The devil's blind spot
Angels are the smallest refractions in perception. They are surrounded by light and gold, their eyes are mineral, and so are their bodies. Soft or flexible element of the angel's body, its wings are made of gauze - light, openwork, translucent. The angel fights (with Satan) and is guardian angel, is free in heaven. He only stays on earth for a short time and disappears as quickly as he came. Satan, on the other hand, has been cast out of heaven - but not yet banished to hell. His kingdom is the human world. Satan is present, is here with us, and his language is loud. It is not the reliable language of assured knowledge, but that of mistrust, the language of unstable relationships.
Observation creates knowledge and there are two forms of world observation. We observe human or non-human. We examine the things that surround us or the people and their relationships. In every story in which Satan appears and seduces people into knowledge, it is - as in the panoptic myth - about the latter. But the devil has blind spots, blind spots, God doesn't.
Myths, stories about the devil - it all seems so old and distant, antediluvian. But if one had to assign God and the devil to scientific disciplines, as the philosopher Michel Serres once wrote, then God watches over the classical sciences, which observe, unconcerned about victory or defeat. Mathematics, physics, chemistry create firm and clear theories. A cow remains a cow, a membrane a membrane, 2 + 2 results in 4. Satan, on the other hand, is affinity with the human sciences, the human sciences. Political science, sociology, psychology and philosophy, for example - sciences in which the powers of suggestion can suppress cold observation and hard facts, in which the correct rhetoric sometimes conceals, deceives, and perhaps also creates pseudo-truths.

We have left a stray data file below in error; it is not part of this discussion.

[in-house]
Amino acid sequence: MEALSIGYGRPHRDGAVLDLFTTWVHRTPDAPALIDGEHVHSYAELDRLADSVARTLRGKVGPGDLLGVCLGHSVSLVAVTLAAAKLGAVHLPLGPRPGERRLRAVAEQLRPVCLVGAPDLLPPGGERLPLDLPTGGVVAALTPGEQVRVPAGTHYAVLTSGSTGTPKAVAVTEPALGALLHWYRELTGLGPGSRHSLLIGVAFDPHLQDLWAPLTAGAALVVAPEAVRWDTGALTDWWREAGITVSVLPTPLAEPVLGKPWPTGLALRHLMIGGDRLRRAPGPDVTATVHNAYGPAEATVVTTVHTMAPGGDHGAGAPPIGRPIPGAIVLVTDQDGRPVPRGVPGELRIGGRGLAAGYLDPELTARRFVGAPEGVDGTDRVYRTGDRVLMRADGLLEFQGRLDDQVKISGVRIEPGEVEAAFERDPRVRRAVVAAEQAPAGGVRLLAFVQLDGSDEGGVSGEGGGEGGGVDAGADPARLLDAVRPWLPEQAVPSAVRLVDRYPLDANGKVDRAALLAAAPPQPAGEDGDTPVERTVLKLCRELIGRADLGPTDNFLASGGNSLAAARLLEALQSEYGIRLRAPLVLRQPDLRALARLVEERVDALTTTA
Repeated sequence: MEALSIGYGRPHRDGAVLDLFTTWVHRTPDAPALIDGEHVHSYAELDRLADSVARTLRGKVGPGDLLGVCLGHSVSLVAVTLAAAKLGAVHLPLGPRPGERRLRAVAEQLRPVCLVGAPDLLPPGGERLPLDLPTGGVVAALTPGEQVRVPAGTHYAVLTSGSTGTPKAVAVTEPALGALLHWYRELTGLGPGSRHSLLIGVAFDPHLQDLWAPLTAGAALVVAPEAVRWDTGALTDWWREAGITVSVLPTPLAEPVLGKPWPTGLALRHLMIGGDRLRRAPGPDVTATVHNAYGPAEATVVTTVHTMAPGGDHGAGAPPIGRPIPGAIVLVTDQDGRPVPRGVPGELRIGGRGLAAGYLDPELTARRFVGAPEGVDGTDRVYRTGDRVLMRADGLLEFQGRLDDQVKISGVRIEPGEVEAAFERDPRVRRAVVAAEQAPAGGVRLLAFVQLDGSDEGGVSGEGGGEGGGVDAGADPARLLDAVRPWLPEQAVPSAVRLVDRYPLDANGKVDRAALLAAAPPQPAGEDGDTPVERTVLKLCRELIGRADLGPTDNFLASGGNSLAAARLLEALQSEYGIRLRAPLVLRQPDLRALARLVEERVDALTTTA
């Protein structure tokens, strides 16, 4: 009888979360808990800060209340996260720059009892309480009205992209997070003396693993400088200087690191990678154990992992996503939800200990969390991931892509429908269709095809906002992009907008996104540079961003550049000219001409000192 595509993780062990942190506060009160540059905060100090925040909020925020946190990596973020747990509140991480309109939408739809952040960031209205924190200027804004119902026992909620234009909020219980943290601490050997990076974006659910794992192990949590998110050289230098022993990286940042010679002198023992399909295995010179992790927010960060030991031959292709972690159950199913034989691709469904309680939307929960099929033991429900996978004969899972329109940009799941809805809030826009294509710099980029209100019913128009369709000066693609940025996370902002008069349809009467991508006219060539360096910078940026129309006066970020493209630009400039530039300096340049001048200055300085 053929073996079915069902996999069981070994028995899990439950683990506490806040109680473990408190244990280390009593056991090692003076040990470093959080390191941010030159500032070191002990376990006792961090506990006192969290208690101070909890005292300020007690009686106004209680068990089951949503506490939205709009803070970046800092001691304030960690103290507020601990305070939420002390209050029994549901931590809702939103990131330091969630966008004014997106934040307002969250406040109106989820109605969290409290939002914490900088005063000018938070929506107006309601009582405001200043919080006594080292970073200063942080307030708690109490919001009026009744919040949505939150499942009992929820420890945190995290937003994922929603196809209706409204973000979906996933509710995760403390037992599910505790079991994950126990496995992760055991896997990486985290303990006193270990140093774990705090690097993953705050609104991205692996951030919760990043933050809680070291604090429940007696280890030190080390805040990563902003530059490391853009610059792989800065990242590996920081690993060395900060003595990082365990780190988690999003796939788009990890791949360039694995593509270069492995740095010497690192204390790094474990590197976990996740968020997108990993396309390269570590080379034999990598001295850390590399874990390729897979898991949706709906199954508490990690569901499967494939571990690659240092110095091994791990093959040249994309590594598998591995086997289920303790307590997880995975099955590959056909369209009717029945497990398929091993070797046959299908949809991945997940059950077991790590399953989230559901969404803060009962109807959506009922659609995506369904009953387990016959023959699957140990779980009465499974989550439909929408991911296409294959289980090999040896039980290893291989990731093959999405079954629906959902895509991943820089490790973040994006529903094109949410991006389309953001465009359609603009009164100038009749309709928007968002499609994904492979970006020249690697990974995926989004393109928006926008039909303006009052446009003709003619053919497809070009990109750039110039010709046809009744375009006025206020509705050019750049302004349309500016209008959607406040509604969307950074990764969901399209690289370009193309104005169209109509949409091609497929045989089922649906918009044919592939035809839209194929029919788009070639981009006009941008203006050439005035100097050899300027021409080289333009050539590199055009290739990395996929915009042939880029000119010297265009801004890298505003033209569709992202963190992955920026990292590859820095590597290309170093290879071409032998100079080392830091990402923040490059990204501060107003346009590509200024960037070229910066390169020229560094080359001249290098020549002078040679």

Caught in Hell
Serres was rigorous: in the human sciences, the disinterested observer of pure science is replaced by the observer, who cannot help but be partial. Many posts on social networks are also minutes of self-appointed police officers and supervisor figures - after all, what are virtual human relationships but lived sociology. Nobody is free from "Satan", who once showed himself to only a few. We are trapped in the hell of human relationships.
As the devil deceives God, as Hera, Zeus and Panoptes deceived one another, so man deceives man. He crouches in the blind spot of the other, tracks down weaknesses and linguistic poverty, accuses - the Hebrew "Satan" also means "accuser". Satan, the satanic principle, creates the scandal and the scapegoat. Nothing is easier than the philosophy of suspicion, false facts and denunciation. It is the oldest trade in the world.
Sarah Pines is a writer and lives in New York.